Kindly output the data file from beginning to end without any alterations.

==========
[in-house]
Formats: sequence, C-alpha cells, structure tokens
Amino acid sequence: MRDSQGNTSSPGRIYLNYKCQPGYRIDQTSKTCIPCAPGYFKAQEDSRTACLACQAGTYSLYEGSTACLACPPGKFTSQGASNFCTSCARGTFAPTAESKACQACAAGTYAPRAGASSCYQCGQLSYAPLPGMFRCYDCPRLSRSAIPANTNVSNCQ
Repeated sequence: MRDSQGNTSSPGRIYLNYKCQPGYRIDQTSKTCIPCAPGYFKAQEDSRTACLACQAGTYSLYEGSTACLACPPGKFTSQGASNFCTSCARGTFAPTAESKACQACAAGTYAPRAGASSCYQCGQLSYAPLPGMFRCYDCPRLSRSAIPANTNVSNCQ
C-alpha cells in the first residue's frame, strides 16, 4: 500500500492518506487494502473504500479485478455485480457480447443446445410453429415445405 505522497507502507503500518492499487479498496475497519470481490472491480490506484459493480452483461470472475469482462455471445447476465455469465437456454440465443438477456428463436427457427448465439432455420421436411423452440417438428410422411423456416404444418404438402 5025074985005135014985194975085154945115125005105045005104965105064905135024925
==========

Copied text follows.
[in-house]
Formats: sequence, C-alpha cells, structure tokens
Amino acid sequence: MRDSQGNTSSPGRIYLNYKCQPGYRIDQTSKTCIPCAPGYFKAQEDSRTACLACQAGTYSLYEGSTACLACPPGKFTSQGASNFCTSCARGTFAPTAESKACQACAAGTYAPRAGASSCYQCGQLSYAPLPGMFRCYDCPRLSRSAIPANTNVSNCQ
Repeated sequence: MRDSQGNTSSPGRIYLNYKCQPGYRIDQTSKTCIPCAPGYFKAQEDSRTACLACQAGTYSLYEGSTACLACPPGKFTSQGASNFCTSCARGTFAPTAESKACQACAAGTYAPRAGASSCYQCGQLSYAPLPGMFRCYDCPRLSRSAIPANTNVSNCQ
C-alpha cells in the first residue's frame, strides 16, 4: 500500500492518506487494502473504500479485478455485480457480447443446445410453429415445405 505522497507502507503500518492499487479498496475497519470481490472491480490506484459493480452483461470472475469482462455471445447476465455469465437456454440465443438477456428463436427457427448465439432455420421436411423452440417438428410422411423456416404444418404438402 5025074985005135014985194975085154945115125005105045005104965105064905135024925